Mr TEHAN (Wannon) (19:50): I rise tonight to talk about the Portland offshore wind farm. This is an incredibly important discussion that the community wants to have, and it wants to have it with the government. Minister Bowen visited Portland two weeks ago to announce this new offshore wind farm zone and say that consultations were beginning. The visit by Mr Bowen was at very short notice. I think I was given less than 24 hours' notice, and the community was not given much notice either.
As a result of the visit and the declaration of the consultation on the offshore wind farm zone, there was a meeting called last Wednesday in Portland at the yacht club. The meeting was called for three o'clock that afternoon and was jam-packed, much to the surprise of the organisers. It was overflowing because people had some serious concerns they wanted to see addressed and serious questions they wanted answered. Minister Bowen has kindly agreed to see me next week. I will ask a group of three or four people who attended that meeting from the various sectors of the community to come along so they can put their concerns directly to Minister Bowen.
A concern that was raised, for instance, from one local fisherman was about what would happen to birdlife. Through many years of fishing, he has recorded all the different ocean birdlife, and he has it numbered 63 different varieties of seabirds. He would like to understand what impact an offshore wind farm would have on birdlife in the area. There is also the southern right whale, which is protected in and around the coastline of southwest Victoria. So another issue that was raised was about what this would mean for the southern right whale and what environmental protections would be put in place for the southern right whale, given that it is a protected species.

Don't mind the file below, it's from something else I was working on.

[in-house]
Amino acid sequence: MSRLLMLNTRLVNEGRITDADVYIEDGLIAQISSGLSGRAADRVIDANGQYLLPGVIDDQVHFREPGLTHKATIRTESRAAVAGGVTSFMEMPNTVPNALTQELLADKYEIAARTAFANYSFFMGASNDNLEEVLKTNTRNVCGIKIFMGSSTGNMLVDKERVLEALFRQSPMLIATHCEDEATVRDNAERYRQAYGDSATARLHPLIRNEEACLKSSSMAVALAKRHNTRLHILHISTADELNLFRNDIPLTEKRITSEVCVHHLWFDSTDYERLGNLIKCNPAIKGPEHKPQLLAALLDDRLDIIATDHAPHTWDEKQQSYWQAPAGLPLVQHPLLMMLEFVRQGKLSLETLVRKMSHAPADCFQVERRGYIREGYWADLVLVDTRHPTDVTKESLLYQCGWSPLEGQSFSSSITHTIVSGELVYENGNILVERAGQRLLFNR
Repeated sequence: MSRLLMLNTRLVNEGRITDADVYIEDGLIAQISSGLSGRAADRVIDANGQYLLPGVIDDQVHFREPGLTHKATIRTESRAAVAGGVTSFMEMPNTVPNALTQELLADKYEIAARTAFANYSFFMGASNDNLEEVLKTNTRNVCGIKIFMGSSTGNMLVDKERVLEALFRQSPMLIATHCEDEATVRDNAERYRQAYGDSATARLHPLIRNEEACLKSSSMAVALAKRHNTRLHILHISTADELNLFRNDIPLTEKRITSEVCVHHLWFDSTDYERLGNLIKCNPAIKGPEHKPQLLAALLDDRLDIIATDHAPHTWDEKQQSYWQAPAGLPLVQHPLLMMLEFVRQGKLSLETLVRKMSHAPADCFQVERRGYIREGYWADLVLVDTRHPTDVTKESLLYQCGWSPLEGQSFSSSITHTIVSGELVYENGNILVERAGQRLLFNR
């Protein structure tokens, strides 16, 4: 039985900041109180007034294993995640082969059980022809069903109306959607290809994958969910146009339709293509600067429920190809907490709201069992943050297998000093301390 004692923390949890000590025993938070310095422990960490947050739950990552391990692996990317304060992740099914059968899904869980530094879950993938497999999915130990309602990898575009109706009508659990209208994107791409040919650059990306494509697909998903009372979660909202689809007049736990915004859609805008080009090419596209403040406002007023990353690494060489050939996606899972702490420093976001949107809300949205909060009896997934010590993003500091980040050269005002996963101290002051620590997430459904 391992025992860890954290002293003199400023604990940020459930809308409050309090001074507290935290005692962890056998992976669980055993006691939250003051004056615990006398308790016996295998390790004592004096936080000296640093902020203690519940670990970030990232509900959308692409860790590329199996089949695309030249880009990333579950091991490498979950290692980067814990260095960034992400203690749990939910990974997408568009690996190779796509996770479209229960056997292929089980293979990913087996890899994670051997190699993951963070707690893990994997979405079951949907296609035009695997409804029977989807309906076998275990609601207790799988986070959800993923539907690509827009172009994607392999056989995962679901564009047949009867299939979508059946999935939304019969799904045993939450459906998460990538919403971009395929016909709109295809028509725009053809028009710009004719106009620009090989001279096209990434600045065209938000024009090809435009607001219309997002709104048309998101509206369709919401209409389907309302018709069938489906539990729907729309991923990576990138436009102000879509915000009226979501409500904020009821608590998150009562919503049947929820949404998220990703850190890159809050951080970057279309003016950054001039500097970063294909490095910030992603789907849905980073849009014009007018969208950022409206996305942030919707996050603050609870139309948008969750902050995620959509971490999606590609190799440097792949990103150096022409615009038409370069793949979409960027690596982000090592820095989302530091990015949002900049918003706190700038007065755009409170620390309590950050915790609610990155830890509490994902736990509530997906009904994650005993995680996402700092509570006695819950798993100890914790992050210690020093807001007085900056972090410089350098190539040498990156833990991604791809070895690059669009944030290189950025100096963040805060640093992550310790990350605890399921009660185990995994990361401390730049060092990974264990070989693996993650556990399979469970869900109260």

There were also concerns raised about the Bonney Upwelling, which takes place off the coast of Portland and is one of the most important seasons for whale breeding. We have one of the most significant breeding grounds for whales just off the coast of Portland, and people want to know what protections there would be and would be put in place for that important whale breeding that takes place. When you think about the gaps between the towers that could potentially be proposed as a result of this consultation, there were concerns about what they would mean for squids and longline fishing. All these environmental protection considerations obviously need to be taken very seriously regarding the consultations on this offshore wind farm. There are also the local surfboard riders who want to know what the impact would be—although they told me not to say this too publicly—on one of the best surfing spots in Victoria. There are also those that glide around the area, whether paragliding or other gliding forms. They want to know what the impact would be.
Obviously, south-west Victoria, onshore, does more than its fair share when it comes to wind farms. Serious concerns were also raised about our vista. Onshore, I think we have more wind farms than any other area in Australia, and then you double that up with offshore wind farms. How much do we have to do regarding renewable energy provision? All those questions need to be answered by the minister. I thank the House.